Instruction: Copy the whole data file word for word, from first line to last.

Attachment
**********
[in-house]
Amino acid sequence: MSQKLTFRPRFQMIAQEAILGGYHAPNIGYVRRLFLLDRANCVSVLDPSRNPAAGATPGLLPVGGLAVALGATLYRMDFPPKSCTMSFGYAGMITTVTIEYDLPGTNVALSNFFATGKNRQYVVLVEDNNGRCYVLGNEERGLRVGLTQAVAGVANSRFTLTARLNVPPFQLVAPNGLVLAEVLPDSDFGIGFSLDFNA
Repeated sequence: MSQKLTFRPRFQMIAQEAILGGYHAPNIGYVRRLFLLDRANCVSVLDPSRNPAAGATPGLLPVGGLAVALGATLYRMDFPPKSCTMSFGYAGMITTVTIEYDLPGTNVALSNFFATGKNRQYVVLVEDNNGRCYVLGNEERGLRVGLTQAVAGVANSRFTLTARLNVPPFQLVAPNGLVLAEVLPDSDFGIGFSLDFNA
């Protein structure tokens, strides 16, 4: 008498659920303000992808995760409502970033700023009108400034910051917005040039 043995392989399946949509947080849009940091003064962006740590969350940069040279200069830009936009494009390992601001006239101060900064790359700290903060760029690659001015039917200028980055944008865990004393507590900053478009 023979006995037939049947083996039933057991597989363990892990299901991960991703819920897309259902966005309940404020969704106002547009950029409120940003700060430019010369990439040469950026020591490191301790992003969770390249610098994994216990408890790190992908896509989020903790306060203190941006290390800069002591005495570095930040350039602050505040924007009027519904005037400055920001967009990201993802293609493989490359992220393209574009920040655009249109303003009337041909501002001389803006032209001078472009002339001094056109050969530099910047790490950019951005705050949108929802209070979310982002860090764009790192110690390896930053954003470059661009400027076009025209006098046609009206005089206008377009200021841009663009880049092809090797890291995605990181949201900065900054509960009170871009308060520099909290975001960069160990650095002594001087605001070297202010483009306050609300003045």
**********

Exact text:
[in-house]
Amino acid sequence: MSQKLTFRPRFQMIAQEAILGGYHAPNIGYVRRLFLLDRANCVSVLDPSRNPAAGATPGLLPVGGLAVALGATLYRMDFPPKSCTMSFGYAGMITTVTIEYDLPGTNVALSNFFATGKNRQYVVLVEDNNGRCYVLGNEERGLRVGLTQAVAGVANSRFTLTARLNVPPFQLVAPNGLVLAEVLPDSDFGIGFSLDFNA
Repeated sequence: MSQKLTFRPRFQMIAQEAILGGYHAPNIGYVRRLFLLDRANCVSVLDPSRNPAAGATPGLLPVGGLAVALGATLYRMDFPPKSCTMSFGYAGMITTVTIEYDLPGTNVALSNFFATGKNRQYVVLVEDNNGRCYVLGNEERGLRVGLTQAVAGVANSRFTLTARLNVPPFQLVAPNGLVLAEVLPDSDFGIGFSLDFNA
């Protein structure tokens, strides 16, 4: 008498659920303000992808995760409502970033700023009108400034910051917005040039 043995392989399946949509947080849009940091003064962006740590969350940069040279200069830009936009494009390992601001006239101060900064790359700290903060760029690659001015039917200028980055944008865990004393507590900053478009 023979006995037939049947083996039933057991597989363990892990299901991960991703819920897309259902966005309940404020969704106002547009950029409120940003700060430019010369990439040469950026020591490191301790992003969770390249610098994994216990408890790190992908896509989020903790306060203190941006290390800069002591005495570095930040350039602050505040924007009027519904005037400055920001967009990201993802293609493989490359992220393209574009920040655009249109303003009337041909501002001389803006032209001078472009002339001094056109050969530099910047790490950019951005705050949108929802209070979310982002860090764009790192110690390896930053954003470059661009400027076009025209006098046609009206005089206008377009200021841009663009880049092809090797890291995605990181949201900065900054509960009170871009308060520099909290975001960069160990650095002594001087605001070297202010483009306050609300003045």